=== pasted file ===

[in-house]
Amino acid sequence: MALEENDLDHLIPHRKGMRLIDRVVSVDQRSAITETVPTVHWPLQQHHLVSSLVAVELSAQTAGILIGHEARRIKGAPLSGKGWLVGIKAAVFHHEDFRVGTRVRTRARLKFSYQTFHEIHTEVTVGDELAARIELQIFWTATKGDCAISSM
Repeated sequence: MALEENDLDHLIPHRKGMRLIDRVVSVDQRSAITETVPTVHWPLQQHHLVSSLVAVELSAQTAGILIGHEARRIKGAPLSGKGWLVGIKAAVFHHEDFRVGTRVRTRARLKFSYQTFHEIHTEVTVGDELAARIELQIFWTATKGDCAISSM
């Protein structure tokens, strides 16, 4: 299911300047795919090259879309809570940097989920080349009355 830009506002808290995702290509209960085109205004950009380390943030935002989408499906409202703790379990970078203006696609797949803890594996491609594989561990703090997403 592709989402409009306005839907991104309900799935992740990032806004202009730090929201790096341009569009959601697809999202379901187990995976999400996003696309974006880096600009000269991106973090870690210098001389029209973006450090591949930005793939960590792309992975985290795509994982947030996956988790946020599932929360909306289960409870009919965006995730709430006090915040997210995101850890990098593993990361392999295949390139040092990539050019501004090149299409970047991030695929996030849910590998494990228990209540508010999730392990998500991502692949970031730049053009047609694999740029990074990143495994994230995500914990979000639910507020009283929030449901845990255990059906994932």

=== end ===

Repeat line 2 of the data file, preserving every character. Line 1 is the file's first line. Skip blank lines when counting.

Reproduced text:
Amino acid sequence: MALEENDLDHLIPHRKGMRLIDRVVSVDQRSAITETVPTVHWPLQQHHLVSSLVAVELSAQTAGILIGHEARRIKGAPLSGKGWLVGIKAAVFHHEDFRVGTRVRTRARLKFSYQTFHEIHTEVTVGDELAARIELQIFWTATKGDCAISSM